U.S. consumers are again being warned that beef imported from Canada could be contaminated with E. coli. According to its latest update, the U.S. Department of Agriculture’s (USDA) Food Safety and Inspection Service (FSIS), Canada’s XL Foods its expanding its previously issued recall to include all beef and beef products produced on August 24, 27, 28, 29 and September 5. FSIS testing of raw boneless beef trim product from Canadian Establishment 038, XL Foods, Inc., confirmed positive for E. coli O157:H7 on September 3, 2012.
According to a report from the Huffington Post, the beef recall now affects some 30 U.S. states. Some 300 U.S. retail outlets are participating in the recall, including Wal-Mart, Albertson’s and Safeway. Cargill, one of North America’s largest beef processors, also purchased beef trim from XL Foods for products that were sold to a “handful” of U.S. food service customers, according to a report from the Minneapolis Star Tribune. Over 800,000 pounds of XL beef products shipped to the U.S. are linked to the Canadian recall. The retail distribution list for the recall can be found here.
Alberta-based XL Foods is one of Canada’s largest beef processors. Nine people in Alberta have reportedly become ill with E. coli from the recalled beef, according to a Reuters report. No illnesses have been reported in the U.S.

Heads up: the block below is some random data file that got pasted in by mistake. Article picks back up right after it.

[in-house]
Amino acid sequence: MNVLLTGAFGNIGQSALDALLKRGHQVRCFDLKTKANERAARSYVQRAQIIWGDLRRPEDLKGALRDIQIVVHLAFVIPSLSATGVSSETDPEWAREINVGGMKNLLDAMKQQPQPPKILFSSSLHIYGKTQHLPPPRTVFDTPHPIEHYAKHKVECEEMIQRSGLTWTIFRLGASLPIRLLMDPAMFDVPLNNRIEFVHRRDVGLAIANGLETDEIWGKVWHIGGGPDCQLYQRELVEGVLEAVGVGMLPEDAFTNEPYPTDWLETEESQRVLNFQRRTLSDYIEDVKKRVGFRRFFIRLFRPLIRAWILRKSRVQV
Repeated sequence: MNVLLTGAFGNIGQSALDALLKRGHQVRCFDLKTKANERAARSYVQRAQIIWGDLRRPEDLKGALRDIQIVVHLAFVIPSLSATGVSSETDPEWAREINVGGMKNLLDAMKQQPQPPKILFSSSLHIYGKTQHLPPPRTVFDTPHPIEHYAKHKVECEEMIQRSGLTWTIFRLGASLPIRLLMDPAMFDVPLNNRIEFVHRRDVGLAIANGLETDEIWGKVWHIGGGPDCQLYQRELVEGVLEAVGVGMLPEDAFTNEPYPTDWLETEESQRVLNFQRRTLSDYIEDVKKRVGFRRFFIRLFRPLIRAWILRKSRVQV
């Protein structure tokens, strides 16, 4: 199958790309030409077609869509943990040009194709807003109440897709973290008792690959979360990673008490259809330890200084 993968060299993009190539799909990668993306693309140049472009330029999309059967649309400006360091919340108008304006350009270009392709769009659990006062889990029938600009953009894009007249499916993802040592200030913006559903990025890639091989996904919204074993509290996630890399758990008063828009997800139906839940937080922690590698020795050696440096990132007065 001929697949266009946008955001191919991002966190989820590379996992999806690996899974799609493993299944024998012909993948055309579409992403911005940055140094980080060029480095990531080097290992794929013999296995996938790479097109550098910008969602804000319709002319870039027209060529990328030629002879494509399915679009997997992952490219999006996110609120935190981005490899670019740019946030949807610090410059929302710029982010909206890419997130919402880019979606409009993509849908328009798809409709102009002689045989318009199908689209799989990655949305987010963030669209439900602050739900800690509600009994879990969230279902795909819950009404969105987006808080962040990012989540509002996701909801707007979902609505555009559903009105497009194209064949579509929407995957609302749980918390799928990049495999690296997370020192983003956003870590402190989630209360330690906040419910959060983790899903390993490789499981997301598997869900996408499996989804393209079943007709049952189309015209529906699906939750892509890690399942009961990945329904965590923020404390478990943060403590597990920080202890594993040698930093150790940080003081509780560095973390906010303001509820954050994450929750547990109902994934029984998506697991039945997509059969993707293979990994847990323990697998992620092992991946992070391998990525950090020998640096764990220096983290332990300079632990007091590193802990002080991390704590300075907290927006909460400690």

Canadian inspectors have temporarily shuttered one XL plant in Alberta, after finding company officials had not done enough to prevent contamination by E. coli bacteria. The facility, in Brooks, Alberta, is the largest meat processing plant in Canada.
According to the FSIS, E. coli O157:H7 produces a potentially deadly infection that can cause bloody diarrhea, dehydration, and in the most severe cases, kidney failure. The very young, seniors and persons with weak immune systems are the most susceptible to foodborne illness. Symptoms of an E. coli infection include:
- Severe stomach cramps and stomach tenderness.
- Diarrhea, watery at first, but often becoming very bloody.
- Nausea and vomiting.
The most severe cases of E. coli can lead to hemolytic uremic syndrome (HUS) is a condition that results from the abnormal premature destruction of red blood cell. HUS can cause life-threatening kidney failure.